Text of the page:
Cool Side Trips: Civil War history comes alive in Savannah, Georgia. Savannah History Museum (303 Martin Luther King Jr Blvd.), Fort Jackson (1 Fort Jackson Road), and Fort Pulaski National Monument (US 80, Chatham County GA), east of the city. There are many other Civil War sites too.
PANTHER SWAMP NATIONAL WILDLIFE REFUGE—Mississippi Delta
Does the Panther Swamp National Wildlife Refuge (NWR) hold any hogs? Ask local farmers whose lands abut the refuge and expect an earful! Hungry, opportunistic feral hogs literally swarm out of the Refuge during spring planting and late-summer harvests, costing frustrated local farmers all sorts of money—so Panther Swamp is definitely a haven for both hogs and hog hunters.
While the hunting opportunities aren’t quite as plentiful as the hogs, you can still secure some fresh wild pork during one of Panther Swamp’s turkey or deer hunting seasons. A favored “two-for-one” opportunity comes in spring: Spring turkey hunters who use a compound bow or crossbow can also use these weapons to bag a wild boar or sow.
Panther Swamp NWR has one of the largest remaining contiguous blocks of bottomland hardwood forest in the state, at over 28,000 acres. This expansive forest is interspersed with numerous wooded sloughs, cypress-tupelo brakes and bayous, and moist soil areas and wetlands. There are areas of dwarf palmetto that are anything but tiny, and resemble regular jungles. With the right wind, a camo-clad turkey hunter could do very well hunting these areas.
Hunter Access: Enter at the Visitor Center off Highway 149 for maps and directions. There is parking for vehicles and trailers here, too. From the Visitors Center, designated roads, ATV trails and boat ramps provide access to remote locations throughout the Refuge.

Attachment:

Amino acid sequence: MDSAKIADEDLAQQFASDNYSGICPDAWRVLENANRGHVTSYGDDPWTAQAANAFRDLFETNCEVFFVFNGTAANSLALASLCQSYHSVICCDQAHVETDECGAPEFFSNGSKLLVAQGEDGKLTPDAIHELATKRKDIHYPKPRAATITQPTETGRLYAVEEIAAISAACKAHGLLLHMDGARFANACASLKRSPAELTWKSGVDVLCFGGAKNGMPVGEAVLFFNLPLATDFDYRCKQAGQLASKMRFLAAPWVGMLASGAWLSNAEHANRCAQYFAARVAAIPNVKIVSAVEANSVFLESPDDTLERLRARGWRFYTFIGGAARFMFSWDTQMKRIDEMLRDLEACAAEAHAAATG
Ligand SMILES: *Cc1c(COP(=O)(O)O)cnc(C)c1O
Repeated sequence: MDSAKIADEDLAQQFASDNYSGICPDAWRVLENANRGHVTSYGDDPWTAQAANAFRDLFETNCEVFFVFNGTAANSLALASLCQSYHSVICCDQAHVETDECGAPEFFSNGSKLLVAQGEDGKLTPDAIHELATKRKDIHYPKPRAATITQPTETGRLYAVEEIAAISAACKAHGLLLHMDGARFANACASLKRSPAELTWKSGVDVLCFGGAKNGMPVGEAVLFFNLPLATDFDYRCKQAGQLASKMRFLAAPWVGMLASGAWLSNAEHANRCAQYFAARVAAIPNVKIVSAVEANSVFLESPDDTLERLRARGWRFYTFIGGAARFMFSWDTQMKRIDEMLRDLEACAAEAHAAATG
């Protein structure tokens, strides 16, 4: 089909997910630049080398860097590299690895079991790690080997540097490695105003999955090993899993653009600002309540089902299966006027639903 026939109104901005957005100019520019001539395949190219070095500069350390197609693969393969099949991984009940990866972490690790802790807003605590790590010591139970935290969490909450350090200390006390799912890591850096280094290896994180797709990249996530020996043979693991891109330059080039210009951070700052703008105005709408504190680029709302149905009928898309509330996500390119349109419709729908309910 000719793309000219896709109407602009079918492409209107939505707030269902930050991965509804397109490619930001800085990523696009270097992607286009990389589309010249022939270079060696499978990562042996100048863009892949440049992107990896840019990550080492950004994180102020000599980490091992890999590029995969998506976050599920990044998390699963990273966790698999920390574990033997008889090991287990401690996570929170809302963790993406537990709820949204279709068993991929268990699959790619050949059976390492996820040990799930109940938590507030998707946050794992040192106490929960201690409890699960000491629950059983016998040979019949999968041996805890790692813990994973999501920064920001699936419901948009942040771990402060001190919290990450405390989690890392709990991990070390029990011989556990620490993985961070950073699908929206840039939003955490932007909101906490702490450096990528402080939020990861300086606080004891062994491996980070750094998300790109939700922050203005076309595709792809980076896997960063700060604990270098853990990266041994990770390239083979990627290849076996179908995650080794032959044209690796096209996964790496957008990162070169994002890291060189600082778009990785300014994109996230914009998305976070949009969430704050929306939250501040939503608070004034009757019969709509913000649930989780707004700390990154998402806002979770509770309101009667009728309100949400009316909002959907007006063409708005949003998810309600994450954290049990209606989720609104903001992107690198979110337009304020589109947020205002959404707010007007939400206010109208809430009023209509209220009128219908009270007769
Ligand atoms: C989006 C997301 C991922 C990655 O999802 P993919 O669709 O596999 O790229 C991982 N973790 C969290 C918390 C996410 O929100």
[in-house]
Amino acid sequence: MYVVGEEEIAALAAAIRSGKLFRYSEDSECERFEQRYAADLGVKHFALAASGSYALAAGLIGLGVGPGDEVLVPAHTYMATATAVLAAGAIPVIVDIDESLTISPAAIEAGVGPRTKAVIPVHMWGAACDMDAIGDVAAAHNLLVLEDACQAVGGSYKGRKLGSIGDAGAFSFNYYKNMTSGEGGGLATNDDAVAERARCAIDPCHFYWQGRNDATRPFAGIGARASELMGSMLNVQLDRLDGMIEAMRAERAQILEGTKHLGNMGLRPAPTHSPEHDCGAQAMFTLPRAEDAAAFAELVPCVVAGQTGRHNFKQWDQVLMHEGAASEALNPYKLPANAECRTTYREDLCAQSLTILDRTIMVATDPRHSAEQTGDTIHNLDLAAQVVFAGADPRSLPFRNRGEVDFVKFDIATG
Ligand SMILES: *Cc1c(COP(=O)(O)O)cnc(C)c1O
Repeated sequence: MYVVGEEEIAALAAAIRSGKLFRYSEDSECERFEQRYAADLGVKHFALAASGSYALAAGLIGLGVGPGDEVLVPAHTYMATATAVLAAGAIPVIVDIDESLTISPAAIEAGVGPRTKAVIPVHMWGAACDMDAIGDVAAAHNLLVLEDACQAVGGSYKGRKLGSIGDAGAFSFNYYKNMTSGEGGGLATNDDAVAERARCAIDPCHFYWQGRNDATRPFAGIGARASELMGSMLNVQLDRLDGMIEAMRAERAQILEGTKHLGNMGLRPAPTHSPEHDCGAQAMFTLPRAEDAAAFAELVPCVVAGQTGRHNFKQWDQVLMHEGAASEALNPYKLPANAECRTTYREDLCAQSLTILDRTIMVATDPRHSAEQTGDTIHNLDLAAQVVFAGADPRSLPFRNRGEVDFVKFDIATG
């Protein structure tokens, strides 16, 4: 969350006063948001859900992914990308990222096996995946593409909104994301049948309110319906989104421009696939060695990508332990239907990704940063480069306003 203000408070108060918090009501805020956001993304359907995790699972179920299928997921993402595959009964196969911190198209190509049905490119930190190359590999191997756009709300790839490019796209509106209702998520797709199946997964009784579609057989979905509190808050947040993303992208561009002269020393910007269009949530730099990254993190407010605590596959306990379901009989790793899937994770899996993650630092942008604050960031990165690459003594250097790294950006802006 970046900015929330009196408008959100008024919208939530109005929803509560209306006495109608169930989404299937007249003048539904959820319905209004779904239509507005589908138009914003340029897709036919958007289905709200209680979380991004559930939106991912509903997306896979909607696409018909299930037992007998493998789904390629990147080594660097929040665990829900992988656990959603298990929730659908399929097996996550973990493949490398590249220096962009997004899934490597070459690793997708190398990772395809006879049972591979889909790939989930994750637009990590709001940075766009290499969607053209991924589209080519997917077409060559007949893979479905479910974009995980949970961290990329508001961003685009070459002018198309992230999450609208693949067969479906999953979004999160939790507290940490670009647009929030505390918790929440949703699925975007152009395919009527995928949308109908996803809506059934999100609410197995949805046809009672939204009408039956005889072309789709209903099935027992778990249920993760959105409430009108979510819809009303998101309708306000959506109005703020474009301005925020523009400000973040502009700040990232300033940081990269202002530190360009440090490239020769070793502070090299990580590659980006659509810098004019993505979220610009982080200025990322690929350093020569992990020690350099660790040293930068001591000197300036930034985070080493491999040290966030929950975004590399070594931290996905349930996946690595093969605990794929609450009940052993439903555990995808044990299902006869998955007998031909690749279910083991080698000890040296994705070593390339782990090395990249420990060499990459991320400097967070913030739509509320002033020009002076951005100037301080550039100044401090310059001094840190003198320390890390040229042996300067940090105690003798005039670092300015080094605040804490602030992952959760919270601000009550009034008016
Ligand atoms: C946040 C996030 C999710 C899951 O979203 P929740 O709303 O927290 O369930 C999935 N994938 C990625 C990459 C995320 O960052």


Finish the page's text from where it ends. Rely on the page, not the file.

Closest City: Yazoo City, MS.
Cool Side Trip: The Mississippi Delta’s all about The Blues, and 30 minutes north of the Refuge is Indianola—birthplace of Blues legend B.B King. The city is also home to the B.B. King Museum, 400 Second Street, Indianola, MS 38751.
DEWEY W. MILLS WMA—North Central Louisiana
As a hog-hunting state, Louisiana doesn’t get the kind of attention Texas does. But, Louisiana hunters actually killed more hogs in 2012 than they did deer, according to media reports—183,000 feral pigs compared to 166,000 deer. A prime state hog-hunting spot is the Dewey W. Mills Wildlife Management Area (WMA), just north of Alexandria, in LaSalle Parish.
“This WMA has an abundance of feral swine,” says Cliff Dailey, Louisiana Department of Wildlife and Fisheries biological supervisor for the WMA. “Incidental take is permitted throughout the hunting season. But legal weapons to use must coincide with the season currently open.”
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The interior of this 61,000-acre property is criss-crossed by a series of roads. Flat and poorly drained, Dewey Mills is wet and muddy, interlaced with bayous and lakes. The forest cover is a mixture of bottomland hardwoods. Translation? A perfect habitat mix for wild porkers.
Hunter Access: The WMA’s Headquarters in located on the north end of the property, at 225 Dewey Wills Hq Rd., just south and east of HWY 28. Maps and directions here for the WMA’s roads, ATV trails and boat ramps. Camping areas are available as well.
Closest City: Alexandria, 20 miles to the southwest
Cool Side Trip: After a hard day of hunting Dewey’s swamps and sloughs, recharge with a craft brew or two at Finnegan’s Wake Pub, which offers live music and outdoor seating, in Alexandria.